“These individuals are at the battlefront
for marriage equality”
A PORTRAIT is a partnership and a performance. It is created between the artist and the sitter to be newly recreated by every viewer. A fly-on-the-wall documentary may capture images of people unawares, but this is not truly portraiture. For a portrait is about the face a sitter chooses to present and the way the artist, and later the viewer, interprets it. Large areas of the human brain are dedicated to the reading and analysis of physiognomy. In evolutionary terms, much depended (and still depends) on accurately assaying an individual’s character and intention. As Oscar Wilde wrote: “It is only shallow people who do not judge by appearances.”
Tatjana Plitt’s ‘Gay Warriors’ are portraits in the truest sense. They have a formality and considered intent that conveys depth while hinting at the complex ties that enfold these couples and families. At first glance they may seem very different from her earlier series, ‘Blaze’, which presented couples posing in the exaggerated attitudes adopted by the heroines and heroes whose artfully arranged ardour smoulders upon the covers of bodice-ripping novels. In those images, the imperfection of the couples – that which marked them out as real people – was set in contradistinction to the febrile fantasies of pulp fiction. Far from undermining the sitters, the images lent them great poignancy and power. What ‘Blaze’ and ‘Gay Warriors’ share is a profound belief in the value of real human relationships over caricature.
THE COUPLES and families in ‘Gay Warriors’ are posed in the style of 17th-century Flemish marriage portraiture; a genre that often depicted its subjects in the bedroom. At that time, the bedroom was the heart of the home. It was a place not only of rest and procreation, but birth, sickness, convalescence and ultimately death. The bed was the most expensive piece of furniture in the house; a ship that sailed the seas of life in a domestic ocean. And, being Dutch, the symbolism of temporal status and spiritual aspiration lurked among the trappings and ornament discreetly arrayed within each scene.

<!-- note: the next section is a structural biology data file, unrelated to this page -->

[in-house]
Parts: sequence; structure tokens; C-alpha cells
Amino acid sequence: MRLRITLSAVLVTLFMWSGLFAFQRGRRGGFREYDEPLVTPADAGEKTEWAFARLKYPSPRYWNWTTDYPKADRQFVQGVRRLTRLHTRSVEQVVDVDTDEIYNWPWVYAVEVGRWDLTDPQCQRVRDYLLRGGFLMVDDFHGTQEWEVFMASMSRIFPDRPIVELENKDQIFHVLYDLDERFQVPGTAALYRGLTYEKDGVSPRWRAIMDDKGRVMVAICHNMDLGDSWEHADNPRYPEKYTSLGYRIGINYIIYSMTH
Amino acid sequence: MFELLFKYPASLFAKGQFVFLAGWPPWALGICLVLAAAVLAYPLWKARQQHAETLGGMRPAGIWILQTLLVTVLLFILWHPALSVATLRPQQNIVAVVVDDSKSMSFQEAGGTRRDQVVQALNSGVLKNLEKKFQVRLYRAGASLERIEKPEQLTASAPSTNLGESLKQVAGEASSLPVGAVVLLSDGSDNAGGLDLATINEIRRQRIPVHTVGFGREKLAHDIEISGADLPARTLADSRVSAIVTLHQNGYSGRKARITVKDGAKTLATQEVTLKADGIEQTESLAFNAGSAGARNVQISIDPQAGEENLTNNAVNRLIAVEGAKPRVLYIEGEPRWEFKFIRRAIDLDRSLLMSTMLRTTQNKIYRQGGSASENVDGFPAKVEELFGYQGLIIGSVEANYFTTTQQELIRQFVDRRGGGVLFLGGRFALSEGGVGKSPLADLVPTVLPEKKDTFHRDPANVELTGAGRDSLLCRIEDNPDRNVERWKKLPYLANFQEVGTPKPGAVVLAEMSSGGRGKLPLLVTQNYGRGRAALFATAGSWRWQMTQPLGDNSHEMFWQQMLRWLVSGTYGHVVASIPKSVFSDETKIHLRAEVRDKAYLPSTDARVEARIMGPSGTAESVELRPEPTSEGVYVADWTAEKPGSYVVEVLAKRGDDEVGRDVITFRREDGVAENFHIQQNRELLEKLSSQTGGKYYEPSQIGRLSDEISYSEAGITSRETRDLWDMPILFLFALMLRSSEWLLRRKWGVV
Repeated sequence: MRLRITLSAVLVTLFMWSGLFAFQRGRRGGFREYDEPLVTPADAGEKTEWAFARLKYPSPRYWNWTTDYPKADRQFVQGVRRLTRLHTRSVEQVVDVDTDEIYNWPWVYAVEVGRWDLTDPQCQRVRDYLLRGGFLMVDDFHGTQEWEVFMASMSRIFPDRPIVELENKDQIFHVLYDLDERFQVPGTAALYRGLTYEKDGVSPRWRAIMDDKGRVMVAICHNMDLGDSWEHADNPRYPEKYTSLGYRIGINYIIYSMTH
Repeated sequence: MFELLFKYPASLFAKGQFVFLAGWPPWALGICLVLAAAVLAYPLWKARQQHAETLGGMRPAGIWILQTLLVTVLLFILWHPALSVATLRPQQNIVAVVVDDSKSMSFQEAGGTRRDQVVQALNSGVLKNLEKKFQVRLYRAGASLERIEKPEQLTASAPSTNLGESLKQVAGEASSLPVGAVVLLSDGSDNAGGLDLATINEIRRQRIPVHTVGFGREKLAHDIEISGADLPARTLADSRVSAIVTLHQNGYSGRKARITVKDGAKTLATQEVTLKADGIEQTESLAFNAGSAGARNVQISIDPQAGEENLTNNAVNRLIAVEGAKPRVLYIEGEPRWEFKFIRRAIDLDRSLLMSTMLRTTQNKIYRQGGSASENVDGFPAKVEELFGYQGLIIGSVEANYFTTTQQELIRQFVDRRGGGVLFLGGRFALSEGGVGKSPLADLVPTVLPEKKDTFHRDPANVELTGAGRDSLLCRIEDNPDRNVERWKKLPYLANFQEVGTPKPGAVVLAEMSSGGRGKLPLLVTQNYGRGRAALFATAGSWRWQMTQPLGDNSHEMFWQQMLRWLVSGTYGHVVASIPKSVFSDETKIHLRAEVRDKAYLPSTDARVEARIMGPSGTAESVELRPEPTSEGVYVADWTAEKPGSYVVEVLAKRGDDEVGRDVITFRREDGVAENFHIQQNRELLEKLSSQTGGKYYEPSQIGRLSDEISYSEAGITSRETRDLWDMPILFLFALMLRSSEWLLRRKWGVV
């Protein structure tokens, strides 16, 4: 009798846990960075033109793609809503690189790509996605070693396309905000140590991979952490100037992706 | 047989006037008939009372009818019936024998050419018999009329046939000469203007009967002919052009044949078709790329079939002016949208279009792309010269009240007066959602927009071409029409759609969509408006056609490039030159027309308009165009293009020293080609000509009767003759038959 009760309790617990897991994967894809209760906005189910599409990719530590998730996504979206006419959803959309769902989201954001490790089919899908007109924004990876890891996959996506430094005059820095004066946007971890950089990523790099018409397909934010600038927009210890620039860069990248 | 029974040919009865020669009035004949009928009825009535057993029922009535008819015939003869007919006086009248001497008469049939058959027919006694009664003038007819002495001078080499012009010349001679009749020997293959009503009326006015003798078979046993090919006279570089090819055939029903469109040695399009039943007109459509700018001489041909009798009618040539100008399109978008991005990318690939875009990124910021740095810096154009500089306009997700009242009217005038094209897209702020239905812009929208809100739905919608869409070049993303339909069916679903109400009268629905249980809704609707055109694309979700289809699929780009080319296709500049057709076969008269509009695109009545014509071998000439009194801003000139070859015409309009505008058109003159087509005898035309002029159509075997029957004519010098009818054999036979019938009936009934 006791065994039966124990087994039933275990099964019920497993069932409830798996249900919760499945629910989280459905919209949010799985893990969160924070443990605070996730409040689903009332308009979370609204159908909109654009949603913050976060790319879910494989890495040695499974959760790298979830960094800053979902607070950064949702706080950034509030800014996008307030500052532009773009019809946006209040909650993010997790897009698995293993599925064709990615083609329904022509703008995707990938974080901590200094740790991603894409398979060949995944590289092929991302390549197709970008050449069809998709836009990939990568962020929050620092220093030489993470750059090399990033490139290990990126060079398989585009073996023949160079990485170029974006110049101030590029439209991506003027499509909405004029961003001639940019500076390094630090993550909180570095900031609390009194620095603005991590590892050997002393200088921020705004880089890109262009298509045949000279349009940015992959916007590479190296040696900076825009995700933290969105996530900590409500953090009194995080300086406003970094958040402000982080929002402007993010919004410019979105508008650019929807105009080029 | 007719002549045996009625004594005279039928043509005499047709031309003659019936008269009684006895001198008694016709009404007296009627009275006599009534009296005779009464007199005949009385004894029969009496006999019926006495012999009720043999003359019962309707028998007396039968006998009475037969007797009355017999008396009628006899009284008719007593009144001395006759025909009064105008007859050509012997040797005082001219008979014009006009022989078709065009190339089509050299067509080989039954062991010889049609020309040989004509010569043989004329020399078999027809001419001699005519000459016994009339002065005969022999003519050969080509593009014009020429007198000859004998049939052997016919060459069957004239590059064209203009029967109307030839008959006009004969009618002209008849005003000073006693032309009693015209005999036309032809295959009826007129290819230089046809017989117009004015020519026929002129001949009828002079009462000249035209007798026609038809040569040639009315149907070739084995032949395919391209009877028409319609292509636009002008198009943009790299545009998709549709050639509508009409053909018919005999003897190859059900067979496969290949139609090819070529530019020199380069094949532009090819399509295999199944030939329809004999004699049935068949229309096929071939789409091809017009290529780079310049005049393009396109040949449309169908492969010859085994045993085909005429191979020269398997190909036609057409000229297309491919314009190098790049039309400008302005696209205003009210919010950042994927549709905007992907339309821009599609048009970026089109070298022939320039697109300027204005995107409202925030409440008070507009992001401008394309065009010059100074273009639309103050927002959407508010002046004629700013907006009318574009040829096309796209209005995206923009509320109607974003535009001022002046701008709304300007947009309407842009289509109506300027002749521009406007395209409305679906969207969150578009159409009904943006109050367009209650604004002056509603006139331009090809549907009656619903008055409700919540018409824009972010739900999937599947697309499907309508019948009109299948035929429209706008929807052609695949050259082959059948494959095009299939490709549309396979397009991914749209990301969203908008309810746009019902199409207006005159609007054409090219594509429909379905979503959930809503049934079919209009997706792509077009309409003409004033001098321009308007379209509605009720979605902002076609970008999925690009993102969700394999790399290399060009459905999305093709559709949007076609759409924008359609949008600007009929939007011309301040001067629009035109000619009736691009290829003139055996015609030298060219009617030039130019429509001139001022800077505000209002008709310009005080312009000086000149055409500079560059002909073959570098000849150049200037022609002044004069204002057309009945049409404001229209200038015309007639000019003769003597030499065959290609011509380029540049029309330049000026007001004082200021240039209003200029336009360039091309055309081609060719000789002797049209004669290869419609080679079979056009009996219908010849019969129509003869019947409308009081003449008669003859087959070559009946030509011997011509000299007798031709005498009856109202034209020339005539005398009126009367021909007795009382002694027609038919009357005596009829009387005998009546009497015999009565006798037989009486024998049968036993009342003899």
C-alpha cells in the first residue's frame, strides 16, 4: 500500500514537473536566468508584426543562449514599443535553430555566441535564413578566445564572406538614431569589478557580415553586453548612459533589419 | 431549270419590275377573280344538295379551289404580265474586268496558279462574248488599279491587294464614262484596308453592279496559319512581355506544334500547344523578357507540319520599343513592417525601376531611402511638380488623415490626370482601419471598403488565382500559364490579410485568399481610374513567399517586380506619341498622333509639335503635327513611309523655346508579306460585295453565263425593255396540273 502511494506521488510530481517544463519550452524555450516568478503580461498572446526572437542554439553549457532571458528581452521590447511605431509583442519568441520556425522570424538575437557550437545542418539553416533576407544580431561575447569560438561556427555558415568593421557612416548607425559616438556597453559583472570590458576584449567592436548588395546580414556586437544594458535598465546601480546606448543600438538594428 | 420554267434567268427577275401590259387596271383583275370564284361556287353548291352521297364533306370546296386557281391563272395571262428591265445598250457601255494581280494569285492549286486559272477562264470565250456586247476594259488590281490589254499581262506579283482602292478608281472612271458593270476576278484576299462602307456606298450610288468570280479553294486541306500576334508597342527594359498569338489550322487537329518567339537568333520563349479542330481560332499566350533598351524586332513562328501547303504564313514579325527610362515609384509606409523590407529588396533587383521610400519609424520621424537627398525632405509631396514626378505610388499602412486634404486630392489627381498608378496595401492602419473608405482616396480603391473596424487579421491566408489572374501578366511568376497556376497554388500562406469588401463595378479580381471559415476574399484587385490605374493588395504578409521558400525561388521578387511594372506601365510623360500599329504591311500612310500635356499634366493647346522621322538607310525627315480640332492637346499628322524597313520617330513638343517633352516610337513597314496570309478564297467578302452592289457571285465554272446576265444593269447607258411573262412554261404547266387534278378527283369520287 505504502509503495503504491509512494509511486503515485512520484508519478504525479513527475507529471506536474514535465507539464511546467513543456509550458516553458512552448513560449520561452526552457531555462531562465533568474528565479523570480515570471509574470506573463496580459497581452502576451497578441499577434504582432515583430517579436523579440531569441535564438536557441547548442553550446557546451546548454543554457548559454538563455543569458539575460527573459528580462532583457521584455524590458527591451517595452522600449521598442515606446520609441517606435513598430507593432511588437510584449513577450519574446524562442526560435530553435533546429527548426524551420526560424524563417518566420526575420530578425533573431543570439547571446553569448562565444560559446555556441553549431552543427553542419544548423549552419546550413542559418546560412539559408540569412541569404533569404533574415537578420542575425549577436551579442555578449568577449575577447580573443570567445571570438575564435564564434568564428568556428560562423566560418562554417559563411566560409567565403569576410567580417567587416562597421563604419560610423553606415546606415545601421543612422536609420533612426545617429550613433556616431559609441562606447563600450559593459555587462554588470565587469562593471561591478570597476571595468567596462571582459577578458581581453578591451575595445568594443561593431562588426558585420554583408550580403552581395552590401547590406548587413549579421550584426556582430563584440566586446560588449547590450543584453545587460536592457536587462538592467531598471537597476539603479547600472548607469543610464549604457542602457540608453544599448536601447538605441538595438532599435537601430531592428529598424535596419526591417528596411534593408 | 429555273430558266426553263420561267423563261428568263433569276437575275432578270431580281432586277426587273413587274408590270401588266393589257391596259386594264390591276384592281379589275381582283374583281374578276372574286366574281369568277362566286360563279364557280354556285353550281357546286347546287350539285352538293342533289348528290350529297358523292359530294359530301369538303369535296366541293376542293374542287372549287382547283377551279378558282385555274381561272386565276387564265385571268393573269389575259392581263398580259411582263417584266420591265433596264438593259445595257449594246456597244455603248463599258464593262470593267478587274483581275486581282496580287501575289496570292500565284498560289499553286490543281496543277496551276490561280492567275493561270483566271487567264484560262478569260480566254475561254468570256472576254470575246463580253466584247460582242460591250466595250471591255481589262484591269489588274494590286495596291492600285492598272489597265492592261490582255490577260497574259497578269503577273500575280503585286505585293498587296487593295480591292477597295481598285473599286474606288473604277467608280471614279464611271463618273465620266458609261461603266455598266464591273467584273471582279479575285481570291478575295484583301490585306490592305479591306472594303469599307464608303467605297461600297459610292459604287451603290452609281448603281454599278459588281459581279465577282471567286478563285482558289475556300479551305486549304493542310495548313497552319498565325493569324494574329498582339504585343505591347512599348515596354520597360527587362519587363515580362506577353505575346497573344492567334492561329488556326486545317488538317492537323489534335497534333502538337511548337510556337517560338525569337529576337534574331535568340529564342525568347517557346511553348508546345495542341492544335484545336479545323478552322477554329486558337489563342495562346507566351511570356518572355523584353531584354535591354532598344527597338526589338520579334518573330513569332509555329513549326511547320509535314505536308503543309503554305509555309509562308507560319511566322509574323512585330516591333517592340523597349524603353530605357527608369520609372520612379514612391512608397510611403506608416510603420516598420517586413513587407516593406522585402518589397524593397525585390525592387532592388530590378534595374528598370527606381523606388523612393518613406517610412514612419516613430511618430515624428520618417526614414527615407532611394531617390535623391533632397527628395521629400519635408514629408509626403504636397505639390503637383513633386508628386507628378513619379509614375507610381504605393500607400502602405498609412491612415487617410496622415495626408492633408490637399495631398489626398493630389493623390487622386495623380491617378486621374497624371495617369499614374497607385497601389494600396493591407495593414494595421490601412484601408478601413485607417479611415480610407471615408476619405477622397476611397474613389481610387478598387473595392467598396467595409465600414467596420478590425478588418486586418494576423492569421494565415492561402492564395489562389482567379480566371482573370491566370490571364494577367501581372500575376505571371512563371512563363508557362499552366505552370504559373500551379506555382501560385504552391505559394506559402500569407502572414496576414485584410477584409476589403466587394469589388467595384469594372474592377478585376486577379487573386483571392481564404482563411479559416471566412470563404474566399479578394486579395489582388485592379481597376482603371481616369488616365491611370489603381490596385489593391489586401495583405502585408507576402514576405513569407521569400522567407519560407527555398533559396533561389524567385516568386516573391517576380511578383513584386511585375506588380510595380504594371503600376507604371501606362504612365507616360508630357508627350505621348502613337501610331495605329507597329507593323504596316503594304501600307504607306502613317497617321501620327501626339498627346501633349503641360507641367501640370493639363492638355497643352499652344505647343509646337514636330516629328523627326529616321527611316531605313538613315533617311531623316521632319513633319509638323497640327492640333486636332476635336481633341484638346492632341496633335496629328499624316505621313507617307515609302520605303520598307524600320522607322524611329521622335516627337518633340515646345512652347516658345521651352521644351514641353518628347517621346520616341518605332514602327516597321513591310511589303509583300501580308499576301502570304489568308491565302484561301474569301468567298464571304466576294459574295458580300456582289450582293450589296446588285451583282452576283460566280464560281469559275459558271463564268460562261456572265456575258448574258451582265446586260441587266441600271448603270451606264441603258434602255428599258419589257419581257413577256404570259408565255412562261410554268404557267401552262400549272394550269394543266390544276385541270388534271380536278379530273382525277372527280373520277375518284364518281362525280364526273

It is, of course, clear from the series title and from the evidence of our eyes that these couples share the same gender and one or both serves in the armed forces. This may be what first draws our attention. It is certainly the thread that weaves connection through the series, building a powerful statement about human worth and personal commitment that lays waste to the absurd notion of judging an individual’s value by their sexual orientation.
BUT I FOUND that the more I engaged with the dignified subjects of these understated portraits, the more that questions of gender or even military service began to fade into the background. What, finally, was uppermost in my mind – in that barely conscious assessment of pose, gesture and context that is hardwired into being human – was the primacy of interpersonal relationships in the meaning and function of community on which our wider society is based. Such relationships, in all their rich variety, are the bedrock on which rests the turbulent complexity of civil life: a foundation held firm in the emotional interlock of being. Love.
Images (from the top):
© Tatjana Plitt ‘Karen & Alli’ (detail)
© Tatjana Plitt ‘Emma, Zachary, Marshall & Taylor’ (detail)
© Tatjana Plitt ‘Victoria, Monica, Lillian & Thelma’ (detail)